Libronix Digital Library System

I am again disappointed in my search for a replacement for my old InfoBase Folio Bound Views 3. Libronix talked big, but failed to deliver.

Libronix claimed to use an open format, so that you could access your data even if they go out of business, or whatever. Great! except, once I downloaded a couple demo copies of the content, none of it was in that open format. Further, if you want to create your own files, called PBBs, you have to 1) buy the Personal Book Builder ($250), 2) get a PBB activation code (included with any LOGOS product - starting at $150, going up to $1,380). 3) re-activate your product every year. Okay, now with this, all you have is the BASIC type of book, there is no way to designate a new book as a dictionary or a commentary, it's just a book. You are also legally unable to sell your PBB book. In order to allow it to be sold, you must pay various unknown fees. For $100, you can buy the Private Book Builder. This will let you create books that only your licensed user can access.

There are also claims that it uses the "free" libronix reader. Well, I still haven't been able to get that to work. The free download asks me for my SN (located on the CD I purchased .... wait, I thought it was free?), a customer code and an activation number. I am not against people trying to protect their property, but why all the hassle when it is supposedly free? As of now, I have not found a place on their site to get any of those three required numbers. My copy will expire in 40 days, so at least they give me some time to try and solve the problem.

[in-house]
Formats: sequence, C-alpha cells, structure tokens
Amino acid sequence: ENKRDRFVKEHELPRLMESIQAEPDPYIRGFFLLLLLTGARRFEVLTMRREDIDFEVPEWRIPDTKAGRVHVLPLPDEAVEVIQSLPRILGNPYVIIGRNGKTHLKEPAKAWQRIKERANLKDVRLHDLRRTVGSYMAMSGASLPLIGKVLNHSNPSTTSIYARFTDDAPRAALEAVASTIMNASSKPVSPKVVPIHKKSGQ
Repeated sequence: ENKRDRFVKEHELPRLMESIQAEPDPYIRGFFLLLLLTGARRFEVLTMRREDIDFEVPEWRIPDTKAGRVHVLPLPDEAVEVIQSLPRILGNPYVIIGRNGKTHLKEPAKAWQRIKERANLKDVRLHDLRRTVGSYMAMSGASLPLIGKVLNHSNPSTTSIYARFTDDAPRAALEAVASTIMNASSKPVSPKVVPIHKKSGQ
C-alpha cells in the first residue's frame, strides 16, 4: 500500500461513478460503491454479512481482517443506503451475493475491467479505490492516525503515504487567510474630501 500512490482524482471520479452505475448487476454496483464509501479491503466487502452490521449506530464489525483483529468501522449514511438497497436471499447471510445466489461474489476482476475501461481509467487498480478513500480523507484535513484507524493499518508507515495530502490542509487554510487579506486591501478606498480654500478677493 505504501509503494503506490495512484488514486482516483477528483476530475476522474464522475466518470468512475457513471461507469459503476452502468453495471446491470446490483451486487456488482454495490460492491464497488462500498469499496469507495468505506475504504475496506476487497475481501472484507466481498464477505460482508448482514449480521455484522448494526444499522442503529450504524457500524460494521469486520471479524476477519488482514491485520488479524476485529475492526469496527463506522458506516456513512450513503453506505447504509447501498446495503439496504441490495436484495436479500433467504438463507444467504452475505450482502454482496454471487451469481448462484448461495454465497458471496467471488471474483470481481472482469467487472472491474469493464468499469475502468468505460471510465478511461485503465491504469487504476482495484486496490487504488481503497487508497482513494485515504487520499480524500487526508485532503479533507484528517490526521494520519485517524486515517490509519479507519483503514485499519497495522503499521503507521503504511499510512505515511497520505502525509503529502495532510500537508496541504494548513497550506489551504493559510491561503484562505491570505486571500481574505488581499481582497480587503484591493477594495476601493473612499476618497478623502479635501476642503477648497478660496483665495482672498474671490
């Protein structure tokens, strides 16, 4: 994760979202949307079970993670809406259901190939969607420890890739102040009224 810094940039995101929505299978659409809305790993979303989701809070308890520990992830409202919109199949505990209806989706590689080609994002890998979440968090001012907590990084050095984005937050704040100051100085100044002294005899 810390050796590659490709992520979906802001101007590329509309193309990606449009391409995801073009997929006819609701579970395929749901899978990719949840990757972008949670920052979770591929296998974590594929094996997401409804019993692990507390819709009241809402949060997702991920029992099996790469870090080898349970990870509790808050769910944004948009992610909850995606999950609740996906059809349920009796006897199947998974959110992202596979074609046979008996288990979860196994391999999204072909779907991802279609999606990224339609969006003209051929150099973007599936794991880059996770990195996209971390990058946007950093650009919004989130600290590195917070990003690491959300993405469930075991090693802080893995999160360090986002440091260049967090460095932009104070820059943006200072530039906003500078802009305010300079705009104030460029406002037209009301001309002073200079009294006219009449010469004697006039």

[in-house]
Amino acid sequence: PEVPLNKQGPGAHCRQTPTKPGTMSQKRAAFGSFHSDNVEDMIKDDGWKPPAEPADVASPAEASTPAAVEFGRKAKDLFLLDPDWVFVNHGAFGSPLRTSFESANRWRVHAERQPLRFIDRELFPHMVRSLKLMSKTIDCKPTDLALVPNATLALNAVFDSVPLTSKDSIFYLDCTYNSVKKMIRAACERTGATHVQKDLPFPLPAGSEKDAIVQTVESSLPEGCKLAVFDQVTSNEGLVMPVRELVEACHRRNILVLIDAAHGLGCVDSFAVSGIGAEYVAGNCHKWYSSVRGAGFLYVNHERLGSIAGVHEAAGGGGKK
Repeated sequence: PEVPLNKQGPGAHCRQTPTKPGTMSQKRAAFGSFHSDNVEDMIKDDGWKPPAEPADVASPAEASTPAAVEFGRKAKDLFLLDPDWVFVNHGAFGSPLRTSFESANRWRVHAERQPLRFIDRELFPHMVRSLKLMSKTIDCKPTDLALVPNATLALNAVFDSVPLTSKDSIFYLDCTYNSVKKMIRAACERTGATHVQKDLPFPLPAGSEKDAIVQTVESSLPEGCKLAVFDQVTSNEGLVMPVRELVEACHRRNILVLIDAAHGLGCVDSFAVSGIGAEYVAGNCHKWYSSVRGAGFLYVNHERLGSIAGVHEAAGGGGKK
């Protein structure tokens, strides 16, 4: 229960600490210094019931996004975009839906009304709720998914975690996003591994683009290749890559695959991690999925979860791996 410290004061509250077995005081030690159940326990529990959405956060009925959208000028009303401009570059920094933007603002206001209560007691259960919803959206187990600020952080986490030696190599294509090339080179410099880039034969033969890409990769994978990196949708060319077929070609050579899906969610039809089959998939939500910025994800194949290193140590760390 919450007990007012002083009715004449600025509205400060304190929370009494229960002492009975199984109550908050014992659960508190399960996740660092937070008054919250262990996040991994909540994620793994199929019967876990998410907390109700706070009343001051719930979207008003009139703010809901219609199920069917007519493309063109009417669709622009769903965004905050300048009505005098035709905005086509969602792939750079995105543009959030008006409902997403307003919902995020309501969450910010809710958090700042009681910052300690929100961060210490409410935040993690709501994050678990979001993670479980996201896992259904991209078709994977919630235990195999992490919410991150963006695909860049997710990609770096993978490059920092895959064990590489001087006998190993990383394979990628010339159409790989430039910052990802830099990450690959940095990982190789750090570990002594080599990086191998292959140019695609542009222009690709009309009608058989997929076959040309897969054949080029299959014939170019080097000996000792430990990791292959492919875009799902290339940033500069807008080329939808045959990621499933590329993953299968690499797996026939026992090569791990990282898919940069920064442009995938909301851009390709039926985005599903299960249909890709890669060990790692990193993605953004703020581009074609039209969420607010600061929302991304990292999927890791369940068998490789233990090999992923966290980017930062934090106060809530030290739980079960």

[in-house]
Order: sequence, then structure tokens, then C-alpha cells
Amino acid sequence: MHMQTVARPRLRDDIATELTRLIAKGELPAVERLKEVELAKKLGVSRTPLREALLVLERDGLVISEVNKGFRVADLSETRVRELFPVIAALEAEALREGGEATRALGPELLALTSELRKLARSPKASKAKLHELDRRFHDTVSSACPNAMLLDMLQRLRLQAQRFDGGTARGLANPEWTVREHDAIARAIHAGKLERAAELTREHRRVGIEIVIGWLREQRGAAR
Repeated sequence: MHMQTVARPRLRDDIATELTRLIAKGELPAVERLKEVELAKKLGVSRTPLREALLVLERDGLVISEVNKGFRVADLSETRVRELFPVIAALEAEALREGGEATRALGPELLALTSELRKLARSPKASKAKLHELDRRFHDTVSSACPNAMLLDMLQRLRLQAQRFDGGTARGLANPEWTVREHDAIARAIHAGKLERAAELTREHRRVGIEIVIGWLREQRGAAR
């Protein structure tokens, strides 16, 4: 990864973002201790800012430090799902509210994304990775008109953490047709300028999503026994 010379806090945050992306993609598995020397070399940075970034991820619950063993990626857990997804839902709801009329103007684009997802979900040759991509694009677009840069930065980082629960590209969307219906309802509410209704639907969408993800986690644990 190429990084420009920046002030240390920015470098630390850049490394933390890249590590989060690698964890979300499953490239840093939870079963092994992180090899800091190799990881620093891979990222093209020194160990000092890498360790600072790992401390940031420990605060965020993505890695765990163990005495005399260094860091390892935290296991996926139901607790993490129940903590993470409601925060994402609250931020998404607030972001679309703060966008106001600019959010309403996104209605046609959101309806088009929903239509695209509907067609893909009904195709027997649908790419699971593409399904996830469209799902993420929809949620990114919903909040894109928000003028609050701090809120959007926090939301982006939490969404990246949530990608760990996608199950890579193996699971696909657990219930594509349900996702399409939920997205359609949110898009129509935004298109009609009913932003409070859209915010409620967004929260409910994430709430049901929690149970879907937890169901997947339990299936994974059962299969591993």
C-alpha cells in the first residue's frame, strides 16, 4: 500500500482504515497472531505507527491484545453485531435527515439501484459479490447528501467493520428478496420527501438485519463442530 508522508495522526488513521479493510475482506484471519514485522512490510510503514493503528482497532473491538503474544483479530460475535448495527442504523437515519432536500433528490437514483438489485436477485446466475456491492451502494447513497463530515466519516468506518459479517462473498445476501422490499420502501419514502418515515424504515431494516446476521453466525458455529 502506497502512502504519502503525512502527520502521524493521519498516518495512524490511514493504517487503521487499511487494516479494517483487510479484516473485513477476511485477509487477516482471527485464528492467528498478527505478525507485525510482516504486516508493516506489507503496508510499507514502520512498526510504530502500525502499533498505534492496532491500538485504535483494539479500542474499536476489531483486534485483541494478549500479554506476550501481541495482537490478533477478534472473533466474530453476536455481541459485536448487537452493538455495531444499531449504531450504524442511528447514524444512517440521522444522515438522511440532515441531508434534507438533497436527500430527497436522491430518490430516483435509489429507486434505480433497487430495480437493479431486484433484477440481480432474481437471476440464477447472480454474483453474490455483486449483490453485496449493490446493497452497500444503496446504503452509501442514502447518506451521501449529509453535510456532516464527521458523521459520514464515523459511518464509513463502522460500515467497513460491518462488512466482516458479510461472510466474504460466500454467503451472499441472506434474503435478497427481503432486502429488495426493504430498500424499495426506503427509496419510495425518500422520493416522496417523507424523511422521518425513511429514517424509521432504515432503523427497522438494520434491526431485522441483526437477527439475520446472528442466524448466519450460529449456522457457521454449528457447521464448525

Okay, so it fails the openness test, what about the product itself? Is it worth the hassle?

It's an okay program, but lacking in a few key areas, like the scroll button on your mouse doesn't work. The books all open on top of each other, only taking up the left hand side of the screen. There is a English concordance for the KJV, but even though I have a Strong's concordance installed, I cannot look words up with it in any useful manner. The hebrew and greek fonts are hard to read, as they didn't expect people to actually look at them. And so on. I only used it for a few minutes, so I haven't found everything I dislike yet.

What about content? There are indeed a few books that they offer that are great resources, BUT they are charging $50 for $10 books. They also have an agenda, conscious or not, involving only mainstream, conservative, protestant, evangelical Christian ideology. I know it is maybe a little too much to ask, but what about books geared toward Seventh Day Adventists, Mormons or Jehovah's Witnesses? Nope, but they do have a whole section on how to convert them back to the true gospel. There are no books about more edgy topics, but plenty of books that dredge out the same old tripe that has been going around for years. For instance, I doubt that I could find any reference to evolution other than bashing it to pieces. Is this because these edgy books are unknown to most people? No, I can find them in my local library (and I live in a small town). Is this because the publishers are awful people and don't see the benefit of electronically distributing their content? No, I have seen them on other digital library websites. Hence my conclusion that LOGOS/Libronix has an agenda.